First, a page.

On 9 August 1945, an atomic bomb was dropped on the Japanese city of Nagasaki. It followed the use of such a weapon on Hiroshima days earlier. Voices of War brings together first-hand accounts of what happened in Nagasaki, taken from IWM’s extensive sound archive and the archives of the Atomic Heritage Foundation.
"I remember saying to the Japanese ‘what have we done to you?’ The tears rolled down his eyes and he said, ‘what have we done to each other?’" - Sidney Lawrence, British POW.
Click on the audio player below to listen to our soundscape and reflect on the experiences of those who were there, from a Japanese schoolboy to British and Chinese prisoners of war.
Hear the voices of those who witnessed what happened in Nagasaki
“I think that no one else will ever experience the brutal tragedy that I witnessed at the age of eleven.”
“It was a hot summer’s day, pretty cloudless and the plane came over, and I looked up and I could see the glistening in the undercarriage in the fuselage, and there was certain reflections. Now to my knowledge that said to me, “Oh, they’ve opened the bomb door and I’ve caught the reflection in the sun.” And I stood looking at that plane and quite suddenly there was the most vivid, most awful flash, a terrible booming noise and a feeling of hot wind and air.”
“A whiteish hue that shook across the dune. Then came a roar that seemed to shake the whole house. After a few minutes the falling debris became more infrequent. All voices of people in the neighbourhood screaming and crying. At nine years I lifted my head up and looked around to find everything completely changed. The walls had come crumbling down, the furniture scattered all about, the roof had been blown off as well and we could see the sky.”
“And then the mushroom cloud, which seemed to get bigger and bigger and seemed to be blotting out the sun.”
“After a while all of us rushed to the far end of the dock. There we could see the port of Nagasaki wrapped in flames. It looked as if a giant roller had been over Nagasaki port.”
“There were trees which on one side were dead white and the other side was intact. All with its foliage. I remember crossing a little tiny bridge and there were shadows in the concrete of people. Shadows actually emblazoned in the concrete.”
“There are many dead bodies among the debris (inaudible). There were many dead bodies floating in the river as well.”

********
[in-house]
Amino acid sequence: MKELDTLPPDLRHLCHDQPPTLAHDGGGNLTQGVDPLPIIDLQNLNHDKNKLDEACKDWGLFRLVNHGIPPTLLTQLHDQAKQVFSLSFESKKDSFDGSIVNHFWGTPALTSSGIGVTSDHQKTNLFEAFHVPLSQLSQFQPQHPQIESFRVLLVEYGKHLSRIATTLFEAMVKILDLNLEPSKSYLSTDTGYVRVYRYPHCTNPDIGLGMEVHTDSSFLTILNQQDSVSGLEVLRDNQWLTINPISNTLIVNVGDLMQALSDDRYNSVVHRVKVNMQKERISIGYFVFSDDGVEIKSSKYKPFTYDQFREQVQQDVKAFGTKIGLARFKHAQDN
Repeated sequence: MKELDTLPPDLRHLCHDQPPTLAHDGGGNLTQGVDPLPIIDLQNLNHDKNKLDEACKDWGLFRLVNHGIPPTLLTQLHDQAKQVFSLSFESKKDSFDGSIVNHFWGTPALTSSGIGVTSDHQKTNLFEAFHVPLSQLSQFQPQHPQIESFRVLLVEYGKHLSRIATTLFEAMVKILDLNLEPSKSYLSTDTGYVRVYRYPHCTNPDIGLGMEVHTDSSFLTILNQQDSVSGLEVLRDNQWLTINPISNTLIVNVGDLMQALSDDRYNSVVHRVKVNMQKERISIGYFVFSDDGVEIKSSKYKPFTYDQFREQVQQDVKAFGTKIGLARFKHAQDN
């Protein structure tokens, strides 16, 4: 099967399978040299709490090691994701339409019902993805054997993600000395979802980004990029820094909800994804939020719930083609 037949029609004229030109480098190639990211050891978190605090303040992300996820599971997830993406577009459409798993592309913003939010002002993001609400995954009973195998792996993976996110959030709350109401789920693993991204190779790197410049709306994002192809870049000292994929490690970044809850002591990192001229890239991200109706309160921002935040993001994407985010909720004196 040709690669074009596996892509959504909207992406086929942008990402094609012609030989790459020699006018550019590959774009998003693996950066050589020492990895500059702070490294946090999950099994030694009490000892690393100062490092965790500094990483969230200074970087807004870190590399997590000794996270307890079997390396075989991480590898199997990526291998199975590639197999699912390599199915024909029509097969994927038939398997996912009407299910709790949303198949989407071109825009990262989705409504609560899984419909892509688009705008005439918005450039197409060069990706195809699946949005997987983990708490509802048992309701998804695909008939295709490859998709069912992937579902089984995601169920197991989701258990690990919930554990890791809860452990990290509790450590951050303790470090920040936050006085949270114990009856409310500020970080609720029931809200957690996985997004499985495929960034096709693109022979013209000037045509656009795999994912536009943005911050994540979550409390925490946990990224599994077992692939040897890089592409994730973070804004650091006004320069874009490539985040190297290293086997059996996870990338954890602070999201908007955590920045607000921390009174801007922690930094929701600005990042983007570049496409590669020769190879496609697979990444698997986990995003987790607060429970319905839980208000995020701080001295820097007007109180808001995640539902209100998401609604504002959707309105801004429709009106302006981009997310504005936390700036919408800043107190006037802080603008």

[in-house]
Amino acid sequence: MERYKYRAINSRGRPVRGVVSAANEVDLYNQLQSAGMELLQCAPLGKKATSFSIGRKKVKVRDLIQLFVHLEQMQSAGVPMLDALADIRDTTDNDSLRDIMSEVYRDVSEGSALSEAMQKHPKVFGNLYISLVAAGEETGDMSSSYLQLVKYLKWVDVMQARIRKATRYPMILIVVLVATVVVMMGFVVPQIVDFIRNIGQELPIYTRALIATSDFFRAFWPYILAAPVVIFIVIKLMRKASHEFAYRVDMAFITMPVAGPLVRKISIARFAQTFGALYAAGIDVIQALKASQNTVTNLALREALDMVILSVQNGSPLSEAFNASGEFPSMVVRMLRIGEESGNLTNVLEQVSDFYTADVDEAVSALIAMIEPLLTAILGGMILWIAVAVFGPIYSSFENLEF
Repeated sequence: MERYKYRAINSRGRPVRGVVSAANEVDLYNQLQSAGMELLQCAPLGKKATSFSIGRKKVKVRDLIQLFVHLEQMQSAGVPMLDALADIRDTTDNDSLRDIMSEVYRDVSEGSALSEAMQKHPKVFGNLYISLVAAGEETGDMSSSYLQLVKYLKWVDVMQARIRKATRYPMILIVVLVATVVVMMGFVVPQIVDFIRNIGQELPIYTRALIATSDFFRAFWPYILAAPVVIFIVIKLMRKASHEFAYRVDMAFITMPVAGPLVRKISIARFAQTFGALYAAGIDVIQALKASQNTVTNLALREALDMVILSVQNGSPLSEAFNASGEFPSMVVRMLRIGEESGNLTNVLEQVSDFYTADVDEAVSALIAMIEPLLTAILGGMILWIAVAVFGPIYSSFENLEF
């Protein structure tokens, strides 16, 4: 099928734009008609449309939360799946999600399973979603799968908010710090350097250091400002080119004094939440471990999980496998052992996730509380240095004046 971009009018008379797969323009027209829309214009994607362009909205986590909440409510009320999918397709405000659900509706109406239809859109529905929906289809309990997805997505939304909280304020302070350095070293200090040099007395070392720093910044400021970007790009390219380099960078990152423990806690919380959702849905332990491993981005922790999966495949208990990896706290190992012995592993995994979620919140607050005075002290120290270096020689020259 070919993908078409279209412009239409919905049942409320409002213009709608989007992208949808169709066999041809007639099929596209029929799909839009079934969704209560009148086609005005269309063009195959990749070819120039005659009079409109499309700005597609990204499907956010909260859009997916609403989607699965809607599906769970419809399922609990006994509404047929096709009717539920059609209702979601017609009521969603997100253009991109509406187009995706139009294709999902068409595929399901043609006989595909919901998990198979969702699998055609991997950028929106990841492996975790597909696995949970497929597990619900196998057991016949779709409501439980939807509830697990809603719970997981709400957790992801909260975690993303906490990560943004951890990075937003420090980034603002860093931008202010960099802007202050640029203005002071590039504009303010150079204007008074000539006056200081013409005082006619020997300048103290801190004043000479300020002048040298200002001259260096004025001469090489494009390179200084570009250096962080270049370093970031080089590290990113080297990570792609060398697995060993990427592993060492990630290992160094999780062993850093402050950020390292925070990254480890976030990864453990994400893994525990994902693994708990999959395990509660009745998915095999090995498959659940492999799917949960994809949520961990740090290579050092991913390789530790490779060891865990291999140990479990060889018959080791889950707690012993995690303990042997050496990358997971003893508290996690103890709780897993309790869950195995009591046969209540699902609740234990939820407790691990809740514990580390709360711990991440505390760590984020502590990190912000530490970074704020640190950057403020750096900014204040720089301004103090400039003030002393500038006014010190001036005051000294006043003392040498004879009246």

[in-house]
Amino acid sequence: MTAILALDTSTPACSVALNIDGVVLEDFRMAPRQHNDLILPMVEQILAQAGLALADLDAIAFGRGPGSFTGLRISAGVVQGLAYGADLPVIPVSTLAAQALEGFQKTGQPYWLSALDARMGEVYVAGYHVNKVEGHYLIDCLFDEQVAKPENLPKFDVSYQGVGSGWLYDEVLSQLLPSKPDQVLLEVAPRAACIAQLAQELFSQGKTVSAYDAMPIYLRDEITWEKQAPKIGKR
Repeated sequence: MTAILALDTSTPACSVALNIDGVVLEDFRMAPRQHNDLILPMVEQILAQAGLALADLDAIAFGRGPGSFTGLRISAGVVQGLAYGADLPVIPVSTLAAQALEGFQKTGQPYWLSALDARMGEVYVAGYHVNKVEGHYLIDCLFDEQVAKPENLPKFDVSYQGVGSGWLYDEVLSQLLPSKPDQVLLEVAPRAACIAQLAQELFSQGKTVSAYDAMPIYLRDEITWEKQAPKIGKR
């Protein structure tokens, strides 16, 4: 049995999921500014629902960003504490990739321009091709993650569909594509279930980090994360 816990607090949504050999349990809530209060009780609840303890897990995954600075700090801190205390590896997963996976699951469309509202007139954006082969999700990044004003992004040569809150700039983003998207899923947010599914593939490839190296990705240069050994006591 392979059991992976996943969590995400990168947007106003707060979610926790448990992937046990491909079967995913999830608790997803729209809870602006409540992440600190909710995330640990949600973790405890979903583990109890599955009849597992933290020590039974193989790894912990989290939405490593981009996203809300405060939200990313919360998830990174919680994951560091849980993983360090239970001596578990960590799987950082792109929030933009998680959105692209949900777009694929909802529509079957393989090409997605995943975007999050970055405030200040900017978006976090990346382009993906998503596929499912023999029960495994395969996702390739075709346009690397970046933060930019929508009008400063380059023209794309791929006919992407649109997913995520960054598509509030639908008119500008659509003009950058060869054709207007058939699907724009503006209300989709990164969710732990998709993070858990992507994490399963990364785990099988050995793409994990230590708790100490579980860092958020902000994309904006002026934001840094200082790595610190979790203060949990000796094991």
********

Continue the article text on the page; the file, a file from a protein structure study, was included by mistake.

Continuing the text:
“Burns accounted for most of the cases. A woman I saw had a kimono of a flowered pattern in light and dark colours and this flowered pattern was faithfully reproduced on the skin of her back below.”
“When I heard about the atomic bomb, I was so astonished. I wondered if American people really (inaudible).”
“I remember saying to the Japanese, “What have we done to you?” The tears all down his eyes and he said, “What have we done to each other?” And from that moment, I felt at one with them.”
Who am I listening to?
Served as civilian radio operator with the Merchant Navy in Atlantic. After his ship was sunk in 1942 , he was captured and became a prisoner of war. At the time of the atomic bomb dropped on Nagasaki, he was being held in Fukuoka No 14 camp, on the edge of the city.
A C I Belchen
A Malayan Chinese prisoner of war, held in a camp on the edge of Nagasaki.
Born in June 1917, he served during the Second World War as a British aircraftman with No. 36 Squadron RAF in the Dutch East Indies. He was captured on Java in March 1942. In November of that year he was transported to Japan and spent the rest of the war in prisoner of war camps, finally being held in Fukuoka camp No 14 at Nagasaki from January 1945 onwards. He was there on a working party when the atomic bomb was dropped on 9 August.
Worked as a civilian government official in Japan throughout the war, ultimately serving as Chief Cabinet Secretary in Tokyo at the time of the atomic bombs being dropped.
Towards the end of the war he was ordered by Prime Minister Suzuki to investigate and analyse the economic condition of Japan, and to provide a written confidential report. Sakomizu found that Japan‘s resources were rapidly decreasing, and that Japan would be unable to continue fighting the war for more than a few months. After the conflict, he became a member of the House of Representatives and then joined the Liberal Democratic Party.
Yoshiro was 11 years old when the atomic bomb was dropped on Nagasaki, Japan on 9 August 1945. His father was instantly killed, while Yoshiro and his twin brother, who were 2.2 kilometres away from the hypocentre, survived. Today, Yamawaki shares his testimony widely and serves as a strong advocate for the elimination of nuclear weapons. In 2010 the Japanese Ministry of Foreign Affairs appointed him as a Special Communicator for a World without Nuclear Weapons.
Clip courtesy of Atomic Heritage Foundation.